Characters: Wilson, House, Cuddy
Wilson sighs, stops writing, lifts his head, and gazes across the lobby towards the raised voice. House is exiting the elevator, engaged in an animated conversation with the radiologist. It's more of a monologue, really; Dr. Hendrickson is simply House's unwilling audience. Wilson watches, amused, as the man bobs his head at House and tries to step away. Wilson's unable to bite back a smile when he sees the tip of House's cane come down firmly on Hendrickson's left shoe and stay there, essentially pinning him in place while House continues to harangue him.
Cuddy walks to the door of her office and watches Wilson, watching House. There's something she's always wondered about, and she sees it now--despite the indulgent, affectionate smile on Wilson's face as he observes his friend's antics, there's a sadness in his eyes. He masks it well; it's doubtful that anyone other than Cuddy even notices. But Cuddy sees it every time Wilson looks at House. When she first noticed it, all she saw was the sadness--but every once in a while, she can see guilt and grief hiding there too. Yet the why of it all continues to elude her.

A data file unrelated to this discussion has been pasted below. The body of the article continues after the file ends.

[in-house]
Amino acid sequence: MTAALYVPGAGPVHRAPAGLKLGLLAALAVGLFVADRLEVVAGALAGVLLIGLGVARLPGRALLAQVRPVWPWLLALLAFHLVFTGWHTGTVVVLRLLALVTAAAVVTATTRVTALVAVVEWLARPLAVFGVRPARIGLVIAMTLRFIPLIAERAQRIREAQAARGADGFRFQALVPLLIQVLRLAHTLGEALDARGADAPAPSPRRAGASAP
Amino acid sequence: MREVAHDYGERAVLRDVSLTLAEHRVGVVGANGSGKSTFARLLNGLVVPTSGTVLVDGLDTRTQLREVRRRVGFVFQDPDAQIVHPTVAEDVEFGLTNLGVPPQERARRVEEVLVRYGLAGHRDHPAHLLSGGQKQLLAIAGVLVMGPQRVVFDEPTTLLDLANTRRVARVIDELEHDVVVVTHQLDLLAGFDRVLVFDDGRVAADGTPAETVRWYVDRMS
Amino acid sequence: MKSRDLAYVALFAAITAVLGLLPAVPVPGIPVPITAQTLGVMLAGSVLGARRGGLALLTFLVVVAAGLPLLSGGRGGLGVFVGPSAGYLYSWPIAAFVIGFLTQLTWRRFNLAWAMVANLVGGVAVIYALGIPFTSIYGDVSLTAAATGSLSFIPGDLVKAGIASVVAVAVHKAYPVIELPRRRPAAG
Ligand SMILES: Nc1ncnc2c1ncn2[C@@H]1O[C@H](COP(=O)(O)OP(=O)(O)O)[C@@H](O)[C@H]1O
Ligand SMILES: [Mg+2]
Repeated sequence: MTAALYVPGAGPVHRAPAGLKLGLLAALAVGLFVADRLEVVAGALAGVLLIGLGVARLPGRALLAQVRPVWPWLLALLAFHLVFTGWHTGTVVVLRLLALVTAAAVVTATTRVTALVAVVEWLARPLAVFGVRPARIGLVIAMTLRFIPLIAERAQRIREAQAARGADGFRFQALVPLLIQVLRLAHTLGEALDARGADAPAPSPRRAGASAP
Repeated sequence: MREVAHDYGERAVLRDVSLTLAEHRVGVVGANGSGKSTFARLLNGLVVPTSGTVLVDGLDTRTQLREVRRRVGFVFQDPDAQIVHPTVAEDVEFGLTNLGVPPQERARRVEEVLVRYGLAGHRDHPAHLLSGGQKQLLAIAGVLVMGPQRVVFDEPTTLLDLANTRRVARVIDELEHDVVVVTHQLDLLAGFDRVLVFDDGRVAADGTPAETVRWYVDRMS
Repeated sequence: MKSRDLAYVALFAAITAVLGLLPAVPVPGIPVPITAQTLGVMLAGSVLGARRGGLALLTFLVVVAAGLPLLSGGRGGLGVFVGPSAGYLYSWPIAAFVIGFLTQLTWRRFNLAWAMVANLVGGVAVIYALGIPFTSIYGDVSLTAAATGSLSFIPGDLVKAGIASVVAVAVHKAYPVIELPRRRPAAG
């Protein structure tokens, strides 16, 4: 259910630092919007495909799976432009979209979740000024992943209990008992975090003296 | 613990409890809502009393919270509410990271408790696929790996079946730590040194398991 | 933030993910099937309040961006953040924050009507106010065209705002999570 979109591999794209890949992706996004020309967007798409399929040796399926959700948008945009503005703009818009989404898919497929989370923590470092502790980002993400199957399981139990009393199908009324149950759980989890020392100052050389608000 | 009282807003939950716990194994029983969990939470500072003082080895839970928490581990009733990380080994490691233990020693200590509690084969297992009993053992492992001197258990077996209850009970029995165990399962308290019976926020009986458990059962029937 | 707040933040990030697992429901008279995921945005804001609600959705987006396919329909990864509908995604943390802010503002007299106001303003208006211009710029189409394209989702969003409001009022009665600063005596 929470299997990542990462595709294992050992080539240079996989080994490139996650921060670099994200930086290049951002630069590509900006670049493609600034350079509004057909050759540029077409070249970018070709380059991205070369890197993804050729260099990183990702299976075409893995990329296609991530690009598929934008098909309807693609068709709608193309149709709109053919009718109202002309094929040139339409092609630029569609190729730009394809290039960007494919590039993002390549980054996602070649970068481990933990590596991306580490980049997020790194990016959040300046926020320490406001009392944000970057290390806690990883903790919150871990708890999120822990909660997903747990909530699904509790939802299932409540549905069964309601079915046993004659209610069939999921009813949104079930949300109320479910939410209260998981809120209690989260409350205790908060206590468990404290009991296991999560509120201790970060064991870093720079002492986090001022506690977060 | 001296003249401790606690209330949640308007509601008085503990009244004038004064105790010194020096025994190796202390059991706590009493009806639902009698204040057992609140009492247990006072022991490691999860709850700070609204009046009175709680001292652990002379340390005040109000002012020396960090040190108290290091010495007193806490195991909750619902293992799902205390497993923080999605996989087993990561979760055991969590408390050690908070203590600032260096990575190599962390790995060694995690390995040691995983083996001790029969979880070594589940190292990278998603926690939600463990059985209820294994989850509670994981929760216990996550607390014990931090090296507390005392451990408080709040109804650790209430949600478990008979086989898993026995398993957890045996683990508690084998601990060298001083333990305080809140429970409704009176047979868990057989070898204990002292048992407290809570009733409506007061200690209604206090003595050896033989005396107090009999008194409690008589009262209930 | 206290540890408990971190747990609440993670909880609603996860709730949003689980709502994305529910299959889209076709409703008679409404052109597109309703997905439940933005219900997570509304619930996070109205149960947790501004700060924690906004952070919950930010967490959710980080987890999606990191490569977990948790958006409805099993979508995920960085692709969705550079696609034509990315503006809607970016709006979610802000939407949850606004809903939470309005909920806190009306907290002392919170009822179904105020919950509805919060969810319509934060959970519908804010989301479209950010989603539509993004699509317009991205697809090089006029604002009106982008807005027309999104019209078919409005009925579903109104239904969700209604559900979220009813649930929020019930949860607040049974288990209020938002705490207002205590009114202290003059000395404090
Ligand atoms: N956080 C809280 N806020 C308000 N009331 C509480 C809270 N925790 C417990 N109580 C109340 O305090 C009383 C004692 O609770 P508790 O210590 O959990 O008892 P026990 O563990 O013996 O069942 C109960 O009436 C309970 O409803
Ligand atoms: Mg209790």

Wilson actually laughs out loud when House says something that causes Hendrickson to hold up his hands in a clear plea for mercy. Wilson's laughing--but that look is still there, and finally his sorrow threatens to overcome her too, and so Cuddy turns away, deeply and inexplicably affected by his private hurt.
As House continues to expound on whatever it is that's upsetting him, Wilson goes back to filling out the prescription in front of him. He looks again at the latest liver enzymes--they've made it safely through another month. When House, moments later, stalks by him, Wilson doesn't even look up from the labs; he simply holds out the prescription.
House snags the piece of paper and glances at it. "For me? You shouldn't have!" And then he's gone.
"No," Wilson agrees quietly, looking after him. "I shouldn't have." And if Cuddy had still been observing Wilson, she'd have seen that mysterious, guilt-tinged sadness return full force. Because Wilson knows.
Wilson knows something that no one else seems to have yet figured out--not even House. Only Wilson knows, and he's still surprised that he continues to carry the secret alone. It's not going to be an angry patient. It's not going to be a blood clot, or an electrocution, or even an overdose. No. Wilson knows what's going to kill House. So he carries the sadness, and the guilt, and the grief, because the weapon that will yield the mortal blow will be Vicodin.
And Wilson will wield that weapon...